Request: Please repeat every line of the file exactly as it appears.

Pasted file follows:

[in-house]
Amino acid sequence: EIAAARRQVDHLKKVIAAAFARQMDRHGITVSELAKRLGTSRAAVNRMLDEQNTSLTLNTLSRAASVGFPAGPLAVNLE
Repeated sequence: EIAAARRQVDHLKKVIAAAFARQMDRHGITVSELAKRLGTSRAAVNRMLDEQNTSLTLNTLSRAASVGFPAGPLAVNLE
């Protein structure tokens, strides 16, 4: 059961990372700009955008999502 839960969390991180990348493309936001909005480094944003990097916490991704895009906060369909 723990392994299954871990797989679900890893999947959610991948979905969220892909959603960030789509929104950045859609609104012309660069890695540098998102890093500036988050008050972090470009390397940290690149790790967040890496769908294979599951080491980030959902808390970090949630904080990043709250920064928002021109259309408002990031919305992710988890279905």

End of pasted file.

[in-house]
Amino acid sequence: EIAAARRQVDHLKKVIAAAFARQMDRHGITVSELAKRLGTSRAAVNRMLDEQNTSLTLNTLSRAASVGFPAGPLAVNLE
Repeated sequence: EIAAARRQVDHLKKVIAAAFARQMDRHGITVSELAKRLGTSRAAVNRMLDEQNTSLTLNTLSRAASVGFPAGPLAVNLE
């Protein structure tokens, strides 16, 4: 059961990372700009955008999502 839960969390991180990348493309936001909005480094944003990097916490991704895009906060369909 723990392994299954871990797989679900890893999947959610991948979905969220892909959603960030789509929104950045859609609104012309660069890695540098998102890093500036988050008050972090470009390397940290690149790790967040890496769908294979599951080491980030959902808390970090949630904080990043709250920064928002021109259309408002990031919305992710988890279905």